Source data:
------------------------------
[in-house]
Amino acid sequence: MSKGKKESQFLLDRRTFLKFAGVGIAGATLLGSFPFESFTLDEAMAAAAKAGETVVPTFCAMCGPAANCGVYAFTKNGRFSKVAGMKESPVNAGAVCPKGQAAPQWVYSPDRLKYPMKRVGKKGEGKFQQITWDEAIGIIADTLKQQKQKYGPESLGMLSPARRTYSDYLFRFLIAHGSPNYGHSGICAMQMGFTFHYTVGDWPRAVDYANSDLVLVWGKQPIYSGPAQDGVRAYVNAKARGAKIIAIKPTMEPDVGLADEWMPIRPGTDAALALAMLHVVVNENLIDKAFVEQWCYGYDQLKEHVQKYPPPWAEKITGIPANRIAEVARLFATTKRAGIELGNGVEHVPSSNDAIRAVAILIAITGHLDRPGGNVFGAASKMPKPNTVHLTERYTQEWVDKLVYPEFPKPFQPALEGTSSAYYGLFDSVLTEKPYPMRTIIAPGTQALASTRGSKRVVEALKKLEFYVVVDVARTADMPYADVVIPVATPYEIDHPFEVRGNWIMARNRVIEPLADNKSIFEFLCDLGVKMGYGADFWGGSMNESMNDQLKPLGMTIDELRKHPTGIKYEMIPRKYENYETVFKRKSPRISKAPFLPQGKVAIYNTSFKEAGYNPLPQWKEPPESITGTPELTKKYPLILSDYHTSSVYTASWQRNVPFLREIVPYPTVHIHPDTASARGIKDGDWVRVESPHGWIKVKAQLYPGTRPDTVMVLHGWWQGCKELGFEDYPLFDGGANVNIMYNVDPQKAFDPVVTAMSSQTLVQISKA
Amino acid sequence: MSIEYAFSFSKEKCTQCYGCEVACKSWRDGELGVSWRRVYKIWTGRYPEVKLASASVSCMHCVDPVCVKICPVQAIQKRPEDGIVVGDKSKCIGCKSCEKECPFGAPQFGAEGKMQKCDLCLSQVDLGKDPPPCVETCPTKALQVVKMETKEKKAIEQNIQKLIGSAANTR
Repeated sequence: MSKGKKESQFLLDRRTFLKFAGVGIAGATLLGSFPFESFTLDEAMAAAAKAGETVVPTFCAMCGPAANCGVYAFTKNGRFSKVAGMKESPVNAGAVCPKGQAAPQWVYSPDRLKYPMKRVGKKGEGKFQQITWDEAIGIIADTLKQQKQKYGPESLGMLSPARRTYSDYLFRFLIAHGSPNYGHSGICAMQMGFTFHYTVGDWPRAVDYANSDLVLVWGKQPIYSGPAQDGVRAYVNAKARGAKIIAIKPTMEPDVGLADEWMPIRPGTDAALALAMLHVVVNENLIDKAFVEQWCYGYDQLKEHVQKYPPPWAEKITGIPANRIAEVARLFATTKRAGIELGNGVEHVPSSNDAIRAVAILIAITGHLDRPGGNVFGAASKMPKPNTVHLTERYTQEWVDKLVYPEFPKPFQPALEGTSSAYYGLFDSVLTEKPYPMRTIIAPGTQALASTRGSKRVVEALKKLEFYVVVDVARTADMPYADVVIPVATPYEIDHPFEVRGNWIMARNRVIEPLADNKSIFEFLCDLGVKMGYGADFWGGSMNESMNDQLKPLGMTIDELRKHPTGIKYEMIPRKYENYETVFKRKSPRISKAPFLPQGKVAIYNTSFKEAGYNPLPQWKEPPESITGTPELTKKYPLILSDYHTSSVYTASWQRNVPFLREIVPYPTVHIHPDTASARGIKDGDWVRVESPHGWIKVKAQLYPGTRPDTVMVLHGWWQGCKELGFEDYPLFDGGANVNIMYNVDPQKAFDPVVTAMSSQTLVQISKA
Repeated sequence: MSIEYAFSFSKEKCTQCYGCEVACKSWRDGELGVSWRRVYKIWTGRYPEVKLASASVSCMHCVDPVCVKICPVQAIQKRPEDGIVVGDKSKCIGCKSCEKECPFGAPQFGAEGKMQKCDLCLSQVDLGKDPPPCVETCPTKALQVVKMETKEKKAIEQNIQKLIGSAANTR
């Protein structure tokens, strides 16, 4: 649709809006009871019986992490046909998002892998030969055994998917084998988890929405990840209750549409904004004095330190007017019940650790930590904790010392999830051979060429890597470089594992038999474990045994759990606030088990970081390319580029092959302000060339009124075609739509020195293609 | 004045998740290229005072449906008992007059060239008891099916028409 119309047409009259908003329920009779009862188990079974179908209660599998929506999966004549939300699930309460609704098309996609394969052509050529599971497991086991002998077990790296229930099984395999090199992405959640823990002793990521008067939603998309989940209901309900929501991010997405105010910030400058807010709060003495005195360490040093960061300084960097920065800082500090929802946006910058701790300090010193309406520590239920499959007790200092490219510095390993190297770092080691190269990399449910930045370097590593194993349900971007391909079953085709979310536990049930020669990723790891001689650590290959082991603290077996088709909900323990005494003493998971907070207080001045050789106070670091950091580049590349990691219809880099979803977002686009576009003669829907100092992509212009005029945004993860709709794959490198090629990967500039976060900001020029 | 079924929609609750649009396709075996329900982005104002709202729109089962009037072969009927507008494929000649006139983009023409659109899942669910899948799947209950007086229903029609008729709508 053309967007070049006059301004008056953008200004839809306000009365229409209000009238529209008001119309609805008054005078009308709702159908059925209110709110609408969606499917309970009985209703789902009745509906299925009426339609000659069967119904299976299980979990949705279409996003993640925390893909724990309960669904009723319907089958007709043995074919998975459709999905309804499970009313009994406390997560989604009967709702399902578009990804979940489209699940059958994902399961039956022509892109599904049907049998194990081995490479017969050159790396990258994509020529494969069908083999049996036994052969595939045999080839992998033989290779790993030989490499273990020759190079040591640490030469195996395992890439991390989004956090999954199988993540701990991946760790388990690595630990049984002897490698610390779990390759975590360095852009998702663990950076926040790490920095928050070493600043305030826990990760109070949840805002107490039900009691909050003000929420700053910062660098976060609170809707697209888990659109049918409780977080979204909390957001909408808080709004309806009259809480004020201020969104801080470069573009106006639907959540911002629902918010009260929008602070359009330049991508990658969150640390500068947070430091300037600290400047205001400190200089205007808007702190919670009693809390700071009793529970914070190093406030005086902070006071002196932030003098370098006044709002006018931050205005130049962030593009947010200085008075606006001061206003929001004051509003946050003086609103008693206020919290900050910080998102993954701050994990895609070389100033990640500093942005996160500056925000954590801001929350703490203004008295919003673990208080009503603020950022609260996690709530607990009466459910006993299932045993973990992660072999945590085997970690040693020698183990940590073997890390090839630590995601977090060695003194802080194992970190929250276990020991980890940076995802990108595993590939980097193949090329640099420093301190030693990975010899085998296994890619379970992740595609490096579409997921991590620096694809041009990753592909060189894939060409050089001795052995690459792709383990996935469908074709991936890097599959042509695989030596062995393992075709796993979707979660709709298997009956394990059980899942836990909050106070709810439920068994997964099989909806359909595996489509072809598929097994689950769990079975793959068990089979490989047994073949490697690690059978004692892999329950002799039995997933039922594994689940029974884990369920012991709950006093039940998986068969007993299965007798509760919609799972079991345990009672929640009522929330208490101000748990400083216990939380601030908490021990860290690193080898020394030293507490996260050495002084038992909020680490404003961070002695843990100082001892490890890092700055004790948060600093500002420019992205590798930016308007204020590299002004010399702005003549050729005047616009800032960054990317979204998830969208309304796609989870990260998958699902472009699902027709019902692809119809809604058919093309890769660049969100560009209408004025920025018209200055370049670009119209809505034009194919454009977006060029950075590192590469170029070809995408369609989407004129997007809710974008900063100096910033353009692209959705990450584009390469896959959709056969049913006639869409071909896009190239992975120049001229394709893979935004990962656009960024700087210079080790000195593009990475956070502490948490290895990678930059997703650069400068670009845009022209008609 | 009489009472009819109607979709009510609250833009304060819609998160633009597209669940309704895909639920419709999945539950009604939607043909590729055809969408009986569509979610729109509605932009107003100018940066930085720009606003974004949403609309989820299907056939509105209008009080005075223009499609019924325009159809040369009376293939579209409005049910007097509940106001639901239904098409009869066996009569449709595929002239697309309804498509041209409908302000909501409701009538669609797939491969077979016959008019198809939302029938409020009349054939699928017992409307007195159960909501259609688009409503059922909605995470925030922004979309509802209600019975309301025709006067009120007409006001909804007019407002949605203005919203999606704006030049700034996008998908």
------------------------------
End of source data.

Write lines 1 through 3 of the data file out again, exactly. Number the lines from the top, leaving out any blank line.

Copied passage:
[in-house]
Amino acid sequence: MSKGKKESQFLLDRRTFLKFAGVGIAGATLLGSFPFESFTLDEAMAAAAKAGETVVPTFCAMCGPAANCGVYAFTKNGRFSKVAGMKESPVNAGAVCPKGQAAPQWVYSPDRLKYPMKRVGKKGEGKFQQITWDEAIGIIADTLKQQKQKYGPESLGMLSPARRTYSDYLFRFLIAHGSPNYGHSGICAMQMGFTFHYTVGDWPRAVDYANSDLVLVWGKQPIYSGPAQDGVRAYVNAKARGAKIIAIKPTMEPDVGLADEWMPIRPGTDAALALAMLHVVVNENLIDKAFVEQWCYGYDQLKEHVQKYPPPWAEKITGIPANRIAEVARLFATTKRAGIELGNGVEHVPSSNDAIRAVAILIAITGHLDRPGGNVFGAASKMPKPNTVHLTERYTQEWVDKLVYPEFPKPFQPALEGTSSAYYGLFDSVLTEKPYPMRTIIAPGTQALASTRGSKRVVEALKKLEFYVVVDVARTADMPYADVVIPVATPYEIDHPFEVRGNWIMARNRVIEPLADNKSIFEFLCDLGVKMGYGADFWGGSMNESMNDQLKPLGMTIDELRKHPTGIKYEMIPRKYENYETVFKRKSPRISKAPFLPQGKVAIYNTSFKEAGYNPLPQWKEPPESITGTPELTKKYPLILSDYHTSSVYTASWQRNVPFLREIVPYPTVHIHPDTASARGIKDGDWVRVESPHGWIKVKAQLYPGTRPDTVMVLHGWWQGCKELGFEDYPLFDGGANVNIMYNVDPQKAFDPVVTAMSSQTLVQISKA
Amino acid sequence: MSIEYAFSFSKEKCTQCYGCEVACKSWRDGELGVSWRRVYKIWTGRYPEVKLASASVSCMHCVDPVCVKICPVQAIQKRPEDGIVVGDKSKCIGCKSCEKECPFGAPQFGAEGKMQKCDLCLSQVDLGKDPPPCVETCPTKALQVVKMETKEKKAIEQNIQKLIGSAANTR